Neutrophils are immune cells classically defined as pro-inflammatory effector cells. However, current accumulated evidence indicates that neutrophils have more versatile immune-modulating properties. During acute lung infection with Streptococcus pneumoniae in mice, interleukin-10 (IL-10) production is required to temper an excessive lung injury and to improve survival, yet the cellular source of IL-10 and the immunomodulatory role of neutrophils during S. pneumoniae infection remain unknown. Here we show that neutrophils are the main myeloid cells that produce IL-10 in the lungs during the first 48 h of infection. Importantly, in vitro assays with bone-marrow derived neutrophils confirmed that IL-10 can be induced by these cells by the direct recognition of pneumococcal antigens. In vivo, we identified the recruitment of two neutrophil subpopulations in the lungs following infection, which exhibited clear morphological differences and a distinctive profile of IL-10 production at 48 h post-infection. Furthermore, adoptive transfer of neutrophils from WT mice into IL-10 knockout mice (Il10-/-) fully restored IL-10 production in the lungs and reduced lung histopathology. These results suggest that IL-10 production by neutrophils induced by S. pneumoniae limits lung injury and is important to mediate an effective immune response required for host survival.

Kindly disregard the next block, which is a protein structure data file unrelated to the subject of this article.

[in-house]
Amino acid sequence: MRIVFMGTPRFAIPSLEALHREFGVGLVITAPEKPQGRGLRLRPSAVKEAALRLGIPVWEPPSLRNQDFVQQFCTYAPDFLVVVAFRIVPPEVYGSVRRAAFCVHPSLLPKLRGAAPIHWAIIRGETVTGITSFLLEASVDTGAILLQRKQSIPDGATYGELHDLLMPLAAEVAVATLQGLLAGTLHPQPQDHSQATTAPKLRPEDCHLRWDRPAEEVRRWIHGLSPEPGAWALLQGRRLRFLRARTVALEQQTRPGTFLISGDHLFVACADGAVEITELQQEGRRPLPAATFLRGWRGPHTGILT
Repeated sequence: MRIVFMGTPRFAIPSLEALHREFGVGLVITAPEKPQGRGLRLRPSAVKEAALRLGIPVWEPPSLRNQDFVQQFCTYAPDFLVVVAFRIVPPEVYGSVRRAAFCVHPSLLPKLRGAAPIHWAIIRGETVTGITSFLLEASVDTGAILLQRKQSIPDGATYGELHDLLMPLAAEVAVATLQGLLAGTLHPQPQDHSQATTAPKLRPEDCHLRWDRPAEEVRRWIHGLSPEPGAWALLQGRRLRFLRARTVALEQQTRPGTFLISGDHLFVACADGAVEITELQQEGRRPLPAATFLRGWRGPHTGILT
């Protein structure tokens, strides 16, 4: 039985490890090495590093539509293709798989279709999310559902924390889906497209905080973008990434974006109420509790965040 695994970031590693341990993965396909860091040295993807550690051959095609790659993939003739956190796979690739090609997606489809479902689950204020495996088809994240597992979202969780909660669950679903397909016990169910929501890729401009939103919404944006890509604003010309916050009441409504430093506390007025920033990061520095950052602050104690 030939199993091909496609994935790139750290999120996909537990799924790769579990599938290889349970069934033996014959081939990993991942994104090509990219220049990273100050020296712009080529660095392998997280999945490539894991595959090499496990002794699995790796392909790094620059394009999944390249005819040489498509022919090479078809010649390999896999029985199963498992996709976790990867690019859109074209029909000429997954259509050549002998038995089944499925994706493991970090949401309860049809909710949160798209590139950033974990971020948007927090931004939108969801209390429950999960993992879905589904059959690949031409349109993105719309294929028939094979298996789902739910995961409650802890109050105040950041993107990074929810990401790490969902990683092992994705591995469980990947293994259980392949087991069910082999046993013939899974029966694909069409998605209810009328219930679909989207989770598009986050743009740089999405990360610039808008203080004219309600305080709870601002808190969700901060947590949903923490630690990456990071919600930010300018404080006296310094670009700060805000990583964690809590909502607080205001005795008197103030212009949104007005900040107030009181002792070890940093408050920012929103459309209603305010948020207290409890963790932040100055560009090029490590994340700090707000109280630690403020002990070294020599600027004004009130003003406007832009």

All Science Journal Classification (ASJC) codes
- Immunology and Allergy
- IL-10-producing neutrophils
- Streptococcus pneumoniae
- adoptive neutrophil transfer